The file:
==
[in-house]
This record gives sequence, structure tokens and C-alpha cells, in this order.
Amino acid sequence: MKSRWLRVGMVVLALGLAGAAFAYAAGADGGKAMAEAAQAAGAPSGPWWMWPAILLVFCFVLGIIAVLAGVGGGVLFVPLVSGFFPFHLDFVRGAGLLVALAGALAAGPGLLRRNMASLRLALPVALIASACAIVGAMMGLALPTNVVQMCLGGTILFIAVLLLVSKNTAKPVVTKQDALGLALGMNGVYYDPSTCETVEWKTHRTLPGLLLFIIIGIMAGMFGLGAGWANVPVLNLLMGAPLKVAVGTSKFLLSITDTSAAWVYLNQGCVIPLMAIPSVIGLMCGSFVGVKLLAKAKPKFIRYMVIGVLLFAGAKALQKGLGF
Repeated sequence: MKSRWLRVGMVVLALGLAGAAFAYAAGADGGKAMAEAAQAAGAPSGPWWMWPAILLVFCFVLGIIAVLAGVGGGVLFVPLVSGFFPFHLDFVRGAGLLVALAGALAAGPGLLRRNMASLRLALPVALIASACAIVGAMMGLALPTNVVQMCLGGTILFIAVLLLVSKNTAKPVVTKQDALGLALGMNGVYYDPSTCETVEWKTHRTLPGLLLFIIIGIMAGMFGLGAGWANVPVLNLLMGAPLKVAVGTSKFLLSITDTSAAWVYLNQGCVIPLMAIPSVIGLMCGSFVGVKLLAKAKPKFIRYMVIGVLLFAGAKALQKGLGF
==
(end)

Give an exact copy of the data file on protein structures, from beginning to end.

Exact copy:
[in-house]
This record gives sequence, structure tokens and C-alpha cells, in this order.
Amino acid sequence: MKSRWLRVGMVVLALGLAGAAFAYAAGADGGKAMAEAAQAAGAPSGPWWMWPAILLVFCFVLGIIAVLAGVGGGVLFVPLVSGFFPFHLDFVRGAGLLVALAGALAAGPGLLRRNMASLRLALPVALIASACAIVGAMMGLALPTNVVQMCLGGTILFIAVLLLVSKNTAKPVVTKQDALGLALGMNGVYYDPSTCETVEWKTHRTLPGLLLFIIIGIMAGMFGLGAGWANVPVLNLLMGAPLKVAVGTSKFLLSITDTSAAWVYLNQGCVIPLMAIPSVIGLMCGSFVGVKLLAKAKPKFIRYMVIGVLLFAGAKALQKGLGF
Repeated sequence: MKSRWLRVGMVVLALGLAGAAFAYAAGADGGKAMAEAAQAAGAPSGPWWMWPAILLVFCFVLGIIAVLAGVGGGVLFVPLVSGFFPFHLDFVRGAGLLVALAGALAAGPGLLRRNMASLRLALPVALIASACAIVGAMMGLALPTNVVQMCLGGTILFIAVLLLVSKNTAKPVVTKQDALGLALGMNGVYYDPSTCETVEWKTHRTLPGLLLFIIIGIMAGMFGLGAGWANVPVLNLLMGAPLKVAVGTSKFLLSITDTSAAWVYLNQGCVIPLMAIPSVIGLMCGSFVGVKLLAKAKPKFIRYMVIGVLLFAGAKALQKGLGF